On January 25, 1989, death row inmates at the Louisiana State Penitentiary at Angola (LSP) filed a class action lawsuit under 42 U.S.C. § 1983 against the Louisiana Department of Corrections (LDOC) and LSP in the U.S. District Court for the Middle District of Louisiana, Baton Rouge Division. The plaintiffs, represented by private counsel, Loyola Law School and the ACLU National Prison Project, asked the court for declaratory and injunctive relief, alleging violations of their Sixth and Fourteenth Amendment rights. Specifically, the plaintiffs contended that they were granted only limited access to and were denied direct access to a law library, were provided with inadequate legal assistance, were denied appointment of counsel and that visitation was subject to severe restrictions.
On February 8, 1990, the District Court (Judge Frank J. Polozola) referred the case to Magistrate Judge Stephen C. Riedlinger. On August 23, 1990, the Magistrate Court (Judge Riedlinger) denied the plaintiffs' motion for class action status, but further ordered that it would treat the case as in the nature of a class action.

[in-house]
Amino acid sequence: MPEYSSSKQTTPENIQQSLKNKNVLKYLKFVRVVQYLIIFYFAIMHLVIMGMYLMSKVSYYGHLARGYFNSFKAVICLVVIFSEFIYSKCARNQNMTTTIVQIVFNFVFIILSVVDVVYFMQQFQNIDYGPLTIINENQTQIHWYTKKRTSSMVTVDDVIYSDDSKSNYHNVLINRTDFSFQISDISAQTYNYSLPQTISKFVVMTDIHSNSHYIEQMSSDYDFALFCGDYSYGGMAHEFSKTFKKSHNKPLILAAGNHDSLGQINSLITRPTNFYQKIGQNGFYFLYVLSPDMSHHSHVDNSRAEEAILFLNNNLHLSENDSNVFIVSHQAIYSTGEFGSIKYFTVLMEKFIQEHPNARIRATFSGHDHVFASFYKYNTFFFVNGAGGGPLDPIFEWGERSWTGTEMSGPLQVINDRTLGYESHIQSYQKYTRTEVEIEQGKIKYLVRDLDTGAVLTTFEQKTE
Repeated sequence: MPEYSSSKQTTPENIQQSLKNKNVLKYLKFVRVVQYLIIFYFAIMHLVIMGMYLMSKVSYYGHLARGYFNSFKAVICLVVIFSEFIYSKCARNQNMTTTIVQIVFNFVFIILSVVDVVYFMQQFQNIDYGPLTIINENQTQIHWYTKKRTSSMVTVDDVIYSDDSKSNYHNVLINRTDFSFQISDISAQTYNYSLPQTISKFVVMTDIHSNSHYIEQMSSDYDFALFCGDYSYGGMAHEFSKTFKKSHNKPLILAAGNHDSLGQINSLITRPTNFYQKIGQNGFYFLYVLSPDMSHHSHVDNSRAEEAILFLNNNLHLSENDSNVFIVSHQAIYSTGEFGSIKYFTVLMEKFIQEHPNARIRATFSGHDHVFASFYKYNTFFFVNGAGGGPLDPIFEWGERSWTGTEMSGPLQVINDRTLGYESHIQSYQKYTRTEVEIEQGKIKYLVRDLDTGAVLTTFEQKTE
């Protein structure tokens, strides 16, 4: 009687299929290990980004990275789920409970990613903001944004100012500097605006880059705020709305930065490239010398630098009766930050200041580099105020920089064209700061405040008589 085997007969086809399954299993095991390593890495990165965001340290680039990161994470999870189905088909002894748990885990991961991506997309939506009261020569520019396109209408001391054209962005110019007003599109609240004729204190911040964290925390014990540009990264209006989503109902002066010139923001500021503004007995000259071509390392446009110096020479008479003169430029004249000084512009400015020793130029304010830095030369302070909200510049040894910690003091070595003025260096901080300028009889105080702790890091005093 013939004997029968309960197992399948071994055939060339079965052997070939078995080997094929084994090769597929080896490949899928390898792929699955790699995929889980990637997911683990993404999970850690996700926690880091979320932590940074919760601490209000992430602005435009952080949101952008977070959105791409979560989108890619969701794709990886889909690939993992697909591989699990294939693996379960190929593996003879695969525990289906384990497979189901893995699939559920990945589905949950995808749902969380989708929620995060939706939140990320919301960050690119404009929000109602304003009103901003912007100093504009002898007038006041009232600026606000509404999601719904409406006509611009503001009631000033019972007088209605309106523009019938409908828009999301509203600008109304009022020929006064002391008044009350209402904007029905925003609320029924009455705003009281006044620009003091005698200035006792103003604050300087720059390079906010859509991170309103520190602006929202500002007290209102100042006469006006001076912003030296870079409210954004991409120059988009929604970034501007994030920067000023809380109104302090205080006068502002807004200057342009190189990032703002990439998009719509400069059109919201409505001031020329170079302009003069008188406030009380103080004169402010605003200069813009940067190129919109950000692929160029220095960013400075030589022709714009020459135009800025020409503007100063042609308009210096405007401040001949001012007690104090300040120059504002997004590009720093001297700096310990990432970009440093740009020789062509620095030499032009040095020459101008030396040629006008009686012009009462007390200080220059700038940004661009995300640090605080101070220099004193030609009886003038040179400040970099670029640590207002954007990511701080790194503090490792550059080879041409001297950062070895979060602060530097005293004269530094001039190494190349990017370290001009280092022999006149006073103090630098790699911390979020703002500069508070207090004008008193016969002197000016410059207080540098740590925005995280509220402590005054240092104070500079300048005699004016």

The parties subsequently entered into settlement negotiations and in a joint motion, submitted an agreement to the court. On April 22, 1991, the Magistrate Court (Judge Riedlinger) approved the agreement as a consent decree. The consent decree provided for private and confidential legal visits, a greatly expanded legal assistance program, and implementation and oversight mechanisms including routine written progress reports. The Court retained jurisdiction to monitor progress with the agreement.
On October 5, 1995, the District Court (Judge Polozola) ordered a hearing to determine the defendants' compliance with the consent decree.
On May 28, 1997, the defendants filed a motion, pursuant to the Prison Litigation Reform Act (PLRA), to terminate the prospective relief provided by the consent decree. The plaintiffs responded by challenging the constitutionality of the PLRA. On August 15, 1997, the United States intervened as a defendant to support the constitutionality of the PLRA. On August 18, 1997, the District Court (Judge Polozola) granted the government's motion to intervene.
After the Ninth Circuit decided Taylor v. United States, 143 F.3d 1178 (9th Cir. 1998), and each of the parties took notice, the government filed a supplemental memorandum supporting the constitutionality of the PLRA.
On August 31, 2000, the Magistrate Court (Judge Riedlinger) filed a report and recommendation with the District Court. The Magistrate Court recommended that the District Court terminate the consent decree, but limit the termination to the prospective relief.
On September 18, 2000, the District Court (Judge Polozola), having accepted the finding of the Magistrate, granted the defendants' motion to terminate the prospective relief provided by the consent decree.
We have no further information on this case.Josh Altman - 09/23/2006